Avruch, Jack



AGE 19

LEVINE:...Avruch, in North Miami Beach, Florida. It's August 24th, 1991 and Mr. Avruch came from Russia in 1920 through Ellis Island at the age of twenty. Okay. Well, Mr. Avruch, will you tell first where you were born.

AVRUCH: I was born in the Ukraine.

LEVINE: In what town?

AVRUCH: Uh, Ratne, near Lutsk, near Kovel.

LEVINE: Could you spell the name of the town?

AVRUCH: Ratne? Yeah. R-A-T-N-E. Ratne.

LEVINE: Uh-huh. And it was near what town?

AVRUCH: Near Brest Litovsk.

LEVINE: Could you spell that one, please?

AVRUCH: No. (Dr. Levine laughs) Brest Litovsk. That's an old Polish town. It's near the Polish border.

LEVINE: Now, the town that you lived in, was this a small town, a village?

AVRUCH: Uh, a small town.

LEVINE: And what was the town like? What did people do there for a living?

AVRUCH: It was a plain ordinary town, little business stores, merchants. It's a regular, usually small town.

LEVINE: And was it farming there, or...

AVRUCH: It was a lot of farms all around.

LEVINE: What kind of farms?

AVRUCH: All around was farms.

LEVINE: And did you live in a house.

AVRUCH: A house.

LEVINE: And what was the house like?

AVRUCH: It was only houses. There was no apartments, big apartments. It was only small individual houses.

LEVINE: Could you describe the house?

AVRUCH: A small, little house with one, two, three rooms in there, and we lived there. My grandfather lived there.

LEVINE: And what was his name, your grandfather's name?

AVRUCH: Morris Moishe Goss.

LEVINE: Okay. And your grandfather, did your grandmother live with you also?

AVRUCH: Yeah, at that time when I was born. Then we moved out to a village.

LEVINE: Now, were you the first child?

AVRUCH: No, no.

LEVINE: When you were born your mother and father were also living there.


LEVINE: And what were their names?

AVRUCH: Their names are Chaya and Bella. Chaya, my father. Bella is my mother.

LEVINE: What was your mother's maiden name?


LEVINE: Okay. And your brothers and sisters who were there?

AVRUCH: I had two sisters that they immigrated to the United States when I was a little kid.

LEVINE: Oh, so they came before you did.

AVRUCH: That's right. And my two brothers and another sister was there while I was there. And when I was already growing up it was at the time of the war, of the Revolution, 1918.

LEVINE: Okay. Well, first, would you say your brothers' and sisters' names?

AVRUCH: Yes. Fishel, Folick and Eva, Chava, my sister.

LEVINE: Now, you had two sisters who came over.

AVRUCH: Over here. And one sister was there when I was born, when I was a young kid. We lived in a village while I was growing up.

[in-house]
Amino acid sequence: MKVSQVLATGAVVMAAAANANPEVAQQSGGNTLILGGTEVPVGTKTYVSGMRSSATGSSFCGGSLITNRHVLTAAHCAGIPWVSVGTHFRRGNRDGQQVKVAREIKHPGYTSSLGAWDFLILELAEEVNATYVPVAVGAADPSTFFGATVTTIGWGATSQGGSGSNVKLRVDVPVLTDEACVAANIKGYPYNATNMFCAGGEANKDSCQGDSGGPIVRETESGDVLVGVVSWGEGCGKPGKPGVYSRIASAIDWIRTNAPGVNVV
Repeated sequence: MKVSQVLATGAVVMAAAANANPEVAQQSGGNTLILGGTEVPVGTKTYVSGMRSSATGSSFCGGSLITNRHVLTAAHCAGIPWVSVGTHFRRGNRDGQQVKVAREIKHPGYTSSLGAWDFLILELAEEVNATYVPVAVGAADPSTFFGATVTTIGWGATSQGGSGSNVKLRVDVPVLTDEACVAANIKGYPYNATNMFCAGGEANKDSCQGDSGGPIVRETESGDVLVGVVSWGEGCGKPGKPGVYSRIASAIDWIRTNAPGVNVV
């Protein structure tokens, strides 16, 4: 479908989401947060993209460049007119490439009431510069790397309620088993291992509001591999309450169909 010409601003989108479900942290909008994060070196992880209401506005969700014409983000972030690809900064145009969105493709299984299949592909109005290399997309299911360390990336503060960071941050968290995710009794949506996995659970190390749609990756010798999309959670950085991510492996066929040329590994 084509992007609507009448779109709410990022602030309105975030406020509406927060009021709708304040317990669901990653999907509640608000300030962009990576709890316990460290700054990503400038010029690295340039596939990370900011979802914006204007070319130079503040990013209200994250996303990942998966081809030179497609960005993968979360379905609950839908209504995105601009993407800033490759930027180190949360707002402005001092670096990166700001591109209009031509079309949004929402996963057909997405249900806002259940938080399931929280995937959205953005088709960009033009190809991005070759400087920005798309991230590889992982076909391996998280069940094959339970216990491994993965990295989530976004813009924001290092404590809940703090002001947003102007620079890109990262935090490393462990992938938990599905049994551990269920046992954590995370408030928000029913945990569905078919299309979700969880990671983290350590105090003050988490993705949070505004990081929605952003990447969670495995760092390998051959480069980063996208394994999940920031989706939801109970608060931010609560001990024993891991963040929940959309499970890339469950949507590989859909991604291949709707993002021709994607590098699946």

LEVINE: Now, did you say the names of your two sisters who had come over?

AVRUCH: Yes. Bess and Rose.

LEVINE: Okay. Now, let's see. So what did your father do for work while you were there?

AVRUCH: While I was growing up he was working for a rich farmer. We had, at that time, a farmer, he was in charge, he was, he had all the villages around for miles and miles, all around. It belonged to him. And the sharecroppers worked on the land. And my father was the head man for this farmer. We called it a poitz. Poitz, that means he is the gentleman of all, gentleman farmer you would call it here.

LEVINE: I see. So he was...

AVRUCH: And then they made him the judge for the district, so he was the judge, he was the gentleman farmer from all the villages, and what he said goes.

LEVINE: So he had...

AVRUCH: My father worked for him.

LEVINE: I see.

AVRUCH: He took care of all his business.

LEVINE: So your father had a very good position compared with most people.

AVRUCH: Yeah. We made a living. And when I grow up I was maybe sixteen or fifteen years, we had a creamery run. We had the cows from this farmer, and we paid them so much a year to own the cows. We didn't own them, but we rented them, and we milked them and made butter, cheese to sell them. So at that time I took care of the farm, of the creamery. I had two girls that they were working, they were milking the cows, bringing in the milk. We had a little machine that divided the cream and the sour milk and we made butter, we made cheese. And I lived a good life when I was a youngster.

LEVINE: What was it like in the town? What...

AVRUCH: It was farms, farms all around.

LEVINE: And did you see any, now, when the Revolution came...

AVRUCH: Oh, when I grew up, yes. I lived through Denikem Petruvla. Petruvla was the patriot of Ukraine.

LEVINE: And what did you see, first hand, of the Revolution?

AVRUCH: What I saw, killing. We were afraid for our lives. And at that time Germany was, before the Revolution Germany was in the war with them, and after they left the Revolution started. In fact, I wanted to, my sister send out papers, at that time, before the war, before the Revolution started, for me to come. Because I was, I was next. I was the second born from the older one. Fishel was the first, the older. I was next. But they send up papers to me that I should come to the United States.

LEVINE: Now, when did they go? When did they go to the United States?

AVRUCH: They came here maybe 1912 or something like that.

LEVINE: And how old were they? Were they already grown?

AVRUCH: They were older than me. They were much older.